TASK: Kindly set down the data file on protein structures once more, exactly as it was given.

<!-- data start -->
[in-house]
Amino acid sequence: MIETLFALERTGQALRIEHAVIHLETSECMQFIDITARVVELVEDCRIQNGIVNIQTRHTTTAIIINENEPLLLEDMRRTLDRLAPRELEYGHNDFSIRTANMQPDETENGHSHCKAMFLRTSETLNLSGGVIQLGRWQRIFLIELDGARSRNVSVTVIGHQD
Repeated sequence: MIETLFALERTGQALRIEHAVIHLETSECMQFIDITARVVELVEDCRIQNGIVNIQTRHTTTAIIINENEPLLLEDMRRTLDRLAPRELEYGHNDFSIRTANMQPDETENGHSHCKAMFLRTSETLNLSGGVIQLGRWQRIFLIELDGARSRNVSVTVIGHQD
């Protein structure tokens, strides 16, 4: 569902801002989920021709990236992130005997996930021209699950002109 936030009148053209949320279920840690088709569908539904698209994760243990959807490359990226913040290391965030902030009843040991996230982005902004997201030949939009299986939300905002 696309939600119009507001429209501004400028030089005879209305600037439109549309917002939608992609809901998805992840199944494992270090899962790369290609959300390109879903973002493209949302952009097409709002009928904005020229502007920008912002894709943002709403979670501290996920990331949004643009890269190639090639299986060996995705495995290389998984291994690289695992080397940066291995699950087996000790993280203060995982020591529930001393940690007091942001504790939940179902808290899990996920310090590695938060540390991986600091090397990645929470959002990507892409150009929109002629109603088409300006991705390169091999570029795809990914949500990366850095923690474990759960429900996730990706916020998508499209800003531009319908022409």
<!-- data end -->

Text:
[in-house]
Amino acid sequence: MIETLFALERTGQALRIEHAVIHLETSECMQFIDITARVVELVEDCRIQNGIVNIQTRHTTTAIIINENEPLLLEDMRRTLDRLAPRELEYGHNDFSIRTANMQPDETENGHSHCKAMFLRTSETLNLSGGVIQLGRWQRIFLIELDGARSRNVSVTVIGHQD
Repeated sequence: MIETLFALERTGQALRIEHAVIHLETSECMQFIDITARVVELVEDCRIQNGIVNIQTRHTTTAIIINENEPLLLEDMRRTLDRLAPRELEYGHNDFSIRTANMQPDETENGHSHCKAMFLRTSETLNLSGGVIQLGRWQRIFLIELDGARSRNVSVTVIGHQD
């Protein structure tokens, strides 16, 4: 569902801002989920021709990236992130005997996930021209699950002109 936030009148053209949320279920840690088709569908539904698209994760243990959807490359990226913040290391965030902030009843040991996230982005902004997201030949939009299986939300905002 696309939600119009507001429209501004400028030089005879209305600037439109549309917002939608992609809901998805992840199944494992270090899962790369290609959300390109879903973002493209949302952009097409709002009928904005020229502007920008912002894709943002709403979670501290996920990331949004643009890269190639090639299986060996995705495995290389998984291994690289695992080397940066291995699950087996000790993280203060995982020591529930001393940690007091942001504790939940179902808290899990996920310090590695938060540390991986600091090397990645929470959002990507892409150009929109002629109603088409300006991705390169091999570029795809990914949500990366850095923690474990759960429900996730990706916020998508499209800003531009319908022409």